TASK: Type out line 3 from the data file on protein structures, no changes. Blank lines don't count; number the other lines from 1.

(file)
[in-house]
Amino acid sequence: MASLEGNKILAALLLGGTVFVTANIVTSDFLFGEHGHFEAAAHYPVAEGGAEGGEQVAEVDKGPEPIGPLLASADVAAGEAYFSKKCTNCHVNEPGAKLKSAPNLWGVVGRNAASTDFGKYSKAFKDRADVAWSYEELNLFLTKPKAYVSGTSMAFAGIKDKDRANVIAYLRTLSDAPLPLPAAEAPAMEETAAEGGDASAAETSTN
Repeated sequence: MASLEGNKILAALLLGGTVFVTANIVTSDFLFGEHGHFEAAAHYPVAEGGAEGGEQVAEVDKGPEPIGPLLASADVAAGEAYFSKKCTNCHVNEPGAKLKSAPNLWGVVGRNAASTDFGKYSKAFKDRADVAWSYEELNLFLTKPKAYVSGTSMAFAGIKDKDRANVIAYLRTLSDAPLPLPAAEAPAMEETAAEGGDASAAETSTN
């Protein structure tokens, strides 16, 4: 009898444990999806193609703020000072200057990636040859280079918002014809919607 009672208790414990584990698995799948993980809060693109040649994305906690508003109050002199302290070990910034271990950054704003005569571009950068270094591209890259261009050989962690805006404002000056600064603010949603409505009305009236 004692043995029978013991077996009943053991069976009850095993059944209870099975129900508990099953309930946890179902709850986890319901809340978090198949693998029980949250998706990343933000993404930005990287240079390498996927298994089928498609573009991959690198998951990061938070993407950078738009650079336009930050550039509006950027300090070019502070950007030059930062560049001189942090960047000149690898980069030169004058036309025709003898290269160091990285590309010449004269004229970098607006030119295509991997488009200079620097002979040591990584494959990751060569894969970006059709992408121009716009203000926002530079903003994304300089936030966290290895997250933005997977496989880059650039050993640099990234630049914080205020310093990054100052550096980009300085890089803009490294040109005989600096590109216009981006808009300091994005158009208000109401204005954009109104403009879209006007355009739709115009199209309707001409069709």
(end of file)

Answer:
Repeated sequence: MASLEGNKILAALLLGGTVFVTANIVTSDFLFGEHGHFEAAAHYPVAEGGAEGGEQVAEVDKGPEPIGPLLASADVAAGEAYFSKKCTNCHVNEPGAKLKSAPNLWGVVGRNAASTDFGKYSKAFKDRADVAWSYEELNLFLTKPKAYVSGTSMAFAGIKDKDRANVIAYLRTLSDAPLPLPAAEAPAMEETAAEGGDASAAETSTN